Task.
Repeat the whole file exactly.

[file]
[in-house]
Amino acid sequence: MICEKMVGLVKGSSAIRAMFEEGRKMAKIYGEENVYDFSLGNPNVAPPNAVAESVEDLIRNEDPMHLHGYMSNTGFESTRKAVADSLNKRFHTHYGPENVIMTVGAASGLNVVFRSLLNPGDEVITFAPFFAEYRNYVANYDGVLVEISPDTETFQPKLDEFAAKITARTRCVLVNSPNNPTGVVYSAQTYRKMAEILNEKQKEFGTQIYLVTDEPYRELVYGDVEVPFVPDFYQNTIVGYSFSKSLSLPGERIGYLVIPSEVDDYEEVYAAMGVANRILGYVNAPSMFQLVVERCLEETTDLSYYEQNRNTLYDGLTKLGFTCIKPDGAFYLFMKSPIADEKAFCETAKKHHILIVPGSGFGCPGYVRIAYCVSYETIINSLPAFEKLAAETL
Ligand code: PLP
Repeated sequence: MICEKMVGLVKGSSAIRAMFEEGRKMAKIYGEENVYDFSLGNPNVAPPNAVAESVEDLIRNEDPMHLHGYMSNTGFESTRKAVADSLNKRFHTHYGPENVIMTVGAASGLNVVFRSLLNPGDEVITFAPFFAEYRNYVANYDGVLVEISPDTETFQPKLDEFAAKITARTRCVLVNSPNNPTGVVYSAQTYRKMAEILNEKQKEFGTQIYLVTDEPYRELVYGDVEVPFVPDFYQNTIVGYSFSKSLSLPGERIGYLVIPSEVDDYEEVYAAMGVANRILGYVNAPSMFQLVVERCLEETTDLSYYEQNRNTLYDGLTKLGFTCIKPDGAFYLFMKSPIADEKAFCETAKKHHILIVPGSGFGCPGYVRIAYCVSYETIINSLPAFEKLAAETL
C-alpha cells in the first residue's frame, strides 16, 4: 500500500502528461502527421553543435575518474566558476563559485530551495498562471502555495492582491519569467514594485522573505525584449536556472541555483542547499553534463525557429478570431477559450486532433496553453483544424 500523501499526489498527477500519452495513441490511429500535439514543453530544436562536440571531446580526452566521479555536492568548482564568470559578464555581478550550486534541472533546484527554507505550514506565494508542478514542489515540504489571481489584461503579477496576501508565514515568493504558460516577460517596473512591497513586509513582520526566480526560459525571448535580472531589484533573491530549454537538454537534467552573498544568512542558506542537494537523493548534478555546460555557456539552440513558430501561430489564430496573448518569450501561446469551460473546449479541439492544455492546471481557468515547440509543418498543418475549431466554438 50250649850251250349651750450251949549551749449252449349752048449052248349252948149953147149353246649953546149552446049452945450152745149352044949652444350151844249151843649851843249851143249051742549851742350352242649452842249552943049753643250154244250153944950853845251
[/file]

[in-house]
Amino acid sequence: MICEKMVGLVKGSSAIRAMFEEGRKMAKIYGEENVYDFSLGNPNVAPPNAVAESVEDLIRNEDPMHLHGYMSNTGFESTRKAVADSLNKRFHTHYGPENVIMTVGAASGLNVVFRSLLNPGDEVITFAPFFAEYRNYVANYDGVLVEISPDTETFQPKLDEFAAKITARTRCVLVNSPNNPTGVVYSAQTYRKMAEILNEKQKEFGTQIYLVTDEPYRELVYGDVEVPFVPDFYQNTIVGYSFSKSLSLPGERIGYLVIPSEVDDYEEVYAAMGVANRILGYVNAPSMFQLVVERCLEETTDLSYYEQNRNTLYDGLTKLGFTCIKPDGAFYLFMKSPIADEKAFCETAKKHHILIVPGSGFGCPGYVRIAYCVSYETIINSLPAFEKLAAETL
Ligand code: PLP
Repeated sequence: MICEKMVGLVKGSSAIRAMFEEGRKMAKIYGEENVYDFSLGNPNVAPPNAVAESVEDLIRNEDPMHLHGYMSNTGFESTRKAVADSLNKRFHTHYGPENVIMTVGAASGLNVVFRSLLNPGDEVITFAPFFAEYRNYVANYDGVLVEISPDTETFQPKLDEFAAKITARTRCVLVNSPNNPTGVVYSAQTYRKMAEILNEKQKEFGTQIYLVTDEPYRELVYGDVEVPFVPDFYQNTIVGYSFSKSLSLPGERIGYLVIPSEVDDYEEVYAAMGVANRILGYVNAPSMFQLVVERCLEETTDLSYYEQNRNTLYDGLTKLGFTCIKPDGAFYLFMKSPIADEKAFCETAKKHHILIVPGSGFGCPGYVRIAYCVSYETIINSLPAFEKLAAETL
C-alpha cells in the first residue's frame, strides 16, 4: 500500500502528461502527421553543435575518474566558476563559485530551495498562471502555495492582491519569467514594485522573505525584449536556472541555483542547499553534463525557429478570431477559450486532433496553453483544424 500523501499526489498527477500519452495513441490511429500535439514543453530544436562536440571531446580526452566521479555536492568548482564568470559578464555581478550550486534541472533546484527554507505550514506565494508542478514542489515540504489571481489584461503579477496576501508565514515568493504558460516577460517596473512591497513586509513582520526566480526560459525571448535580472531589484533573491530549454537538454537534467552573498544568512542558506542537494537523493548534478555546460555557456539552440513558430501561430489564430496573448518569450501561446469551460473546449479541439492544455492546471481557468515547440509543418498543418475549431466554438 50250649850251250349651750450251949549551749449252449349752048449052248349252948149953147149353246649953546149552446049452945450152745149352044949652444350151844249151843649851843249851143249051742549851742350352242649452842249552943049753643250154244250153944950853845251